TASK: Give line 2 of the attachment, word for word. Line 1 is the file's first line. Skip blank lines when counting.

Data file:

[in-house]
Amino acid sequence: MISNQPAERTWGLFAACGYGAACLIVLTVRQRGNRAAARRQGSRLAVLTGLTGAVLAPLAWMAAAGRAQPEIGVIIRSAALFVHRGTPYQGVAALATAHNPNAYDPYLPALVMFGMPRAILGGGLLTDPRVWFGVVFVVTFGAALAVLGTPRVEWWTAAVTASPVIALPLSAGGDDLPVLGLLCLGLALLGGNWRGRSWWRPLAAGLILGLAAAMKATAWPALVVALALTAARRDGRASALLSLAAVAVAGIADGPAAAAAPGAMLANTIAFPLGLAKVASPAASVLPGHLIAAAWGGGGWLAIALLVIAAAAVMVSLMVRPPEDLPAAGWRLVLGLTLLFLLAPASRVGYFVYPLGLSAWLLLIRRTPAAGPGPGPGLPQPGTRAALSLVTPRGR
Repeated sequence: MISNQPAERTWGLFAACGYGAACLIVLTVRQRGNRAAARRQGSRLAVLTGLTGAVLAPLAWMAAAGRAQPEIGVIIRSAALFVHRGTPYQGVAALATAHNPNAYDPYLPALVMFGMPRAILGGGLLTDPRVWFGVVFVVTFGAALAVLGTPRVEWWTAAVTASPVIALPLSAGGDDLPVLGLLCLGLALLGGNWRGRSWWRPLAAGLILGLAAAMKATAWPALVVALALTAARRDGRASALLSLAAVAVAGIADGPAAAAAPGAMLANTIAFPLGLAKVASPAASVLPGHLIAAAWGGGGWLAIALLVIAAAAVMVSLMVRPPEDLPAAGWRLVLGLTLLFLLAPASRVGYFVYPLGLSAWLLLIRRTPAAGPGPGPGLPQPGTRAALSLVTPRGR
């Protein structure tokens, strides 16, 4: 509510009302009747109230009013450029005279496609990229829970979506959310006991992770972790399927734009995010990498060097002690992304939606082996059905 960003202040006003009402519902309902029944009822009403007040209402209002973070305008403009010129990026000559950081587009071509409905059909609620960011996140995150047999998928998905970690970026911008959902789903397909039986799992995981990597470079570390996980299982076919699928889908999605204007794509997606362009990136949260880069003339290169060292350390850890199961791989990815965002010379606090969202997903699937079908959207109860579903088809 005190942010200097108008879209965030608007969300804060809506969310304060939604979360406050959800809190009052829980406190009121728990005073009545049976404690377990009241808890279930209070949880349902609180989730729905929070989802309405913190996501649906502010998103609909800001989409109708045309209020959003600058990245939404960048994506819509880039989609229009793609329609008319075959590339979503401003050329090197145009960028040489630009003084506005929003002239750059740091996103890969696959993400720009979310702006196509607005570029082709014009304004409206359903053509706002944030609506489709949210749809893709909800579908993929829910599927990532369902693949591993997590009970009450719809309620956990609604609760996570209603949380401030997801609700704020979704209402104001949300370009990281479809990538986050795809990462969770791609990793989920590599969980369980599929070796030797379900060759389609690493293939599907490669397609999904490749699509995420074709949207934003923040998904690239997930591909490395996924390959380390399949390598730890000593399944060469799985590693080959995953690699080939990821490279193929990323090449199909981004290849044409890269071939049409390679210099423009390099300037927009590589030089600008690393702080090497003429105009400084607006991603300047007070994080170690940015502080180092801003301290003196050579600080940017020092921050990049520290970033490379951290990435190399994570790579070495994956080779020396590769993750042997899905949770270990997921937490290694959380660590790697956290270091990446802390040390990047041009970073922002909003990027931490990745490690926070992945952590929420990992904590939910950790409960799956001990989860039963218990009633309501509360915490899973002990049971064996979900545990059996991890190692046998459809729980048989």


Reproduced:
Amino acid sequence: MISNQPAERTWGLFAACGYGAACLIVLTVRQRGNRAAARRQGSRLAVLTGLTGAVLAPLAWMAAAGRAQPEIGVIIRSAALFVHRGTPYQGVAALATAHNPNAYDPYLPALVMFGMPRAILGGGLLTDPRVWFGVVFVVTFGAALAVLGTPRVEWWTAAVTASPVIALPLSAGGDDLPVLGLLCLGLALLGGNWRGRSWWRPLAAGLILGLAAAMKATAWPALVVALALTAARRDGRASALLSLAAVAVAGIADGPAAAAAPGAMLANTIAFPLGLAKVASPAASVLPGHLIAAAWGGGGWLAIALLVIAAAAVMVSLMVRPPEDLPAAGWRLVLGLTLLFLLAPASRVGYFVYPLGLSAWLLLIRRTPAAGPGPGPGLPQPGTRAALSLVTPRGR